A slightly different path

COMPARED to other European countries, development of telecom businesses in Slovakia took a different route because liberalisation here came later than elsewhere. Nevertheless, the market found its own path. The Slovak Spectator spoke with Peter Máčaj, the chief executive officer of Slovanet, one of the bigger alternative telecom operators in Slovakia, about the telecoms market, its consolidation, and the challenges it currently faces.

Peter Máčaj, CEO of SlovanetPeter Máčaj, CEO of Slovanet (Source: Courtesy of Slovanet)

COMPARED to other European countries, development of telecom businesses in Slovakia took a different route because liberalisation here came later than elsewhere. Nevertheless, the market found its own path. The Slovak Spectator spoke with Peter Máčaj, the chief executive officer of Slovanet, one of the bigger alternative telecom operators in Slovakia, about the telecoms market, its consolidation, and the challenges it currently faces.

The Slovak Spectator (TSS): What are the greatest challenges the telecommunications sector faces today? Do impacts from the global economic downturn continue to affect the sector and particularly alternative telecommunications operators?

Peter Máčaj (PM): The biggest challenges facing the telecommunications sector, at least in Slovakia, are incessantly decreasing prices and growing requirements on the services provided. These two things are a bit in contradiction because when you want to enhance the quality of telecommunications services or their parameters it is difficult to do so without investments. In general, prices for telecoms services have been decreasing for the last seven or eight years in Slovakia. In terms of the residential segment, this is because purchasing power here is not as strong as in other EU countries and when telecommunications operators want to sell a bigger amount of services they decrease their prices. In the segment of business clients, prices are decreasing too, as the formerly monopolised market has become de-monopolised over the last 12 years and prices have decreased due to competition. I see the biggest challenge in finding enough funds for investments to make services better at the same price level Slovakia is currently at, which is one of the lowest in Europe.

With regards to the crisis, I see two levels of impacts on corporate and residential clients. While business clients came a year ago with higher pressure for a reduction in the scope of services and also prices, the demand for services in the residential segment has not decreased. But what has been visible in the residential area is that price has become the number one criterion. This means that when a household changes its operator, 60 to 80 percent do so because of price. Payment discipline also worsened in both segments.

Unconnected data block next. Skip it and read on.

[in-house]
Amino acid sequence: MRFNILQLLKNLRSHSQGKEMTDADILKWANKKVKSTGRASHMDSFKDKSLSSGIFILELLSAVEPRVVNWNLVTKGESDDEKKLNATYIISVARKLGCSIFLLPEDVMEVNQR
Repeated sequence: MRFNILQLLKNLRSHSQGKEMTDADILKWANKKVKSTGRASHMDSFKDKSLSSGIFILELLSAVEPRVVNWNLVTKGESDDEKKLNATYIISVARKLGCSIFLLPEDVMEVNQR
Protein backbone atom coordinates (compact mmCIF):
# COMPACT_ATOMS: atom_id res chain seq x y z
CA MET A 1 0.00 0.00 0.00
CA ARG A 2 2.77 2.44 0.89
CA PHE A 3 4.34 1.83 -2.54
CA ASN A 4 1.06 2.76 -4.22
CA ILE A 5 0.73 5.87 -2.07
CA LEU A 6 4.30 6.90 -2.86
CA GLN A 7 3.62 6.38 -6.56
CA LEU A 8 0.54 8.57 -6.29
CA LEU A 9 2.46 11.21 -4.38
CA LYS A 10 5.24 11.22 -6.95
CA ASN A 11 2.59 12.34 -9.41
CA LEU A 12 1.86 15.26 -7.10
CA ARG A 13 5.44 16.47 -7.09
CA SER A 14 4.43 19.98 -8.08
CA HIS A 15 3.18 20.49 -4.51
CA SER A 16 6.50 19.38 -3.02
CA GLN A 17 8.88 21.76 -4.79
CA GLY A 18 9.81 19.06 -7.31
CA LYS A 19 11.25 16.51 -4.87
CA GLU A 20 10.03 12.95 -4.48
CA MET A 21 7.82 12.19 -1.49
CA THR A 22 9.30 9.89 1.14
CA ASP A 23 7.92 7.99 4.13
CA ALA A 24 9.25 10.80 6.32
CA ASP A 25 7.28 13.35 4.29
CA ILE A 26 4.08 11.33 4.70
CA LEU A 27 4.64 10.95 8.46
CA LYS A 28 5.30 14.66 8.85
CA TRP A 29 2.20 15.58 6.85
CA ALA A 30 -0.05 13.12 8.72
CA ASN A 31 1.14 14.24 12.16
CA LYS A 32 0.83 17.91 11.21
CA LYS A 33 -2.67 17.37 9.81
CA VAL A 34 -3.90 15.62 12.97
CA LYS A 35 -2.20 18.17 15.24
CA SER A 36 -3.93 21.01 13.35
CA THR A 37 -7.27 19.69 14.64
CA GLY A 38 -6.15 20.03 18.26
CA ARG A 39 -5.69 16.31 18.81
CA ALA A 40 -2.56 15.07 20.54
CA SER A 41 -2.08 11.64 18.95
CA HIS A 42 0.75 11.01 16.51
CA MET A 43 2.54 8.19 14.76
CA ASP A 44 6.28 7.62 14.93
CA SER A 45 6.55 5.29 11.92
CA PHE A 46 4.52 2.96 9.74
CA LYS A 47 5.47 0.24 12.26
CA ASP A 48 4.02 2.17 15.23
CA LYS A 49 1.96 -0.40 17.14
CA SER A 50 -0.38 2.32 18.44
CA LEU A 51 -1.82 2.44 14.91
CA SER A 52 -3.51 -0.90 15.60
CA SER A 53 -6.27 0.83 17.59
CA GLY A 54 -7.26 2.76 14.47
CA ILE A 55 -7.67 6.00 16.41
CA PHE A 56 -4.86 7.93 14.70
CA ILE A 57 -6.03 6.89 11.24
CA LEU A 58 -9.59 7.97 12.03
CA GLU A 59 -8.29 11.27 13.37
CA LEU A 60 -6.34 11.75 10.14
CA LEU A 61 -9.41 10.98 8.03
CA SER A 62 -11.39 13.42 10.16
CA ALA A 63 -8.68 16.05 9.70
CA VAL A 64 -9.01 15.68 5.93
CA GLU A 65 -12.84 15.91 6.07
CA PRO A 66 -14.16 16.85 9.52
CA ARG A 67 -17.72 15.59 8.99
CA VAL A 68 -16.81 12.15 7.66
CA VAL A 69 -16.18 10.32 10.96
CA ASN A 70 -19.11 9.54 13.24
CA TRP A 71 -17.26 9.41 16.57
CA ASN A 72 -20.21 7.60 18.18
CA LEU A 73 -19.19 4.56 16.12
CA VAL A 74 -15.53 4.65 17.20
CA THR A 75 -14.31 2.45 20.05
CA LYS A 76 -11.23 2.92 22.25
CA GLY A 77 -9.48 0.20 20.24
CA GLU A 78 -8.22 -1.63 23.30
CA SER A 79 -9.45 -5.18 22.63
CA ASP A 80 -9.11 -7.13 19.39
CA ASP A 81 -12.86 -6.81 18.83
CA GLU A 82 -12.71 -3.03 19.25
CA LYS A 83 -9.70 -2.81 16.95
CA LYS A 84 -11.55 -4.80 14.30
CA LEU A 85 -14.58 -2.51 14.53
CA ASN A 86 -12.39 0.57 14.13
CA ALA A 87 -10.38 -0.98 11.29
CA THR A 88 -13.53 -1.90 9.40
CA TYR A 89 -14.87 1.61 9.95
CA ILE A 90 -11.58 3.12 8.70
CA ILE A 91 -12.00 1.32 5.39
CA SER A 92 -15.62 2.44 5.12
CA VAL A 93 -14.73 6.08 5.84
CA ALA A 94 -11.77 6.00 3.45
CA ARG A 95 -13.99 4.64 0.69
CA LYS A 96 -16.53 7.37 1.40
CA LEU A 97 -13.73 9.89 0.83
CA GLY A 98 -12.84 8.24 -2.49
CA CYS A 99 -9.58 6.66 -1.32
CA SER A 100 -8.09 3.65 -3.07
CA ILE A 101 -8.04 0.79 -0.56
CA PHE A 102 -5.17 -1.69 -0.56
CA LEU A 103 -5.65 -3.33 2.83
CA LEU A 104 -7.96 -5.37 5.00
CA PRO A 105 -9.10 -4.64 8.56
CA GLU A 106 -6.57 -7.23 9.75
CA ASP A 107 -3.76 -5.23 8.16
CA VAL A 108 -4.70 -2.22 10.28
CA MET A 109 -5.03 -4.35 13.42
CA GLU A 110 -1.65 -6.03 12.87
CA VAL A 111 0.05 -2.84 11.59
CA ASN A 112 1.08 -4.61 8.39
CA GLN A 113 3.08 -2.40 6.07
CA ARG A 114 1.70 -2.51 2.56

Nevertheless, the telecoms sector has been hit relatively little by the crisis from the viewpoint of demand because these are essential services and, for example, a job seeker needs a telephone and access to the internet to find a job. The crisis rather affected additional higher value added services. Here the decline was quite strong.

TSS: In recent years the Slovak telecoms market has consolidated significantly. What are the reasons behind this?

PM: Most economic sectors in Slovakia have been undergoing consolidation, in general. Beginning eight to 10 years after the fall of the communist regime in 1989 a number of new companies emerged. Local or foreign investors and private equity groups started to buy them and then sold them to strategic investors. This is a common process that took place in each society transforming from a post-communist state into a democratic country with a market-driven economy. This is one of the influences I see behind the consolidation process. The reason why consolidation in the telecoms business has been a bit stronger is that doing business in this sector is financially very demanding.

At first it arrives as a marvellous business but later you need more and more funds for investments, which come from banks or investors. And only big players get the funds.

Moreover, in the telecom business there is one special way through which the state spurs consolidation since telecom companies are using limited resources such as frequencies, ownership rights to lay cables, assigning of telephone numbers and so on, and their allocation is decided at the state and political level. This means that the telecom business is not completely independent from the state. Consolidation is almost complete in the business client segment. There are about five significant players far ahead of the others and here I do not expect any big changes in the foreseeable future. In the residential segment there are also about four or five significant players – but this group is not identical with those in the business segment – along with about 150 to 200 local providers. Here the opportunity for further consolidation is much larger, maybe even for the next 10 years.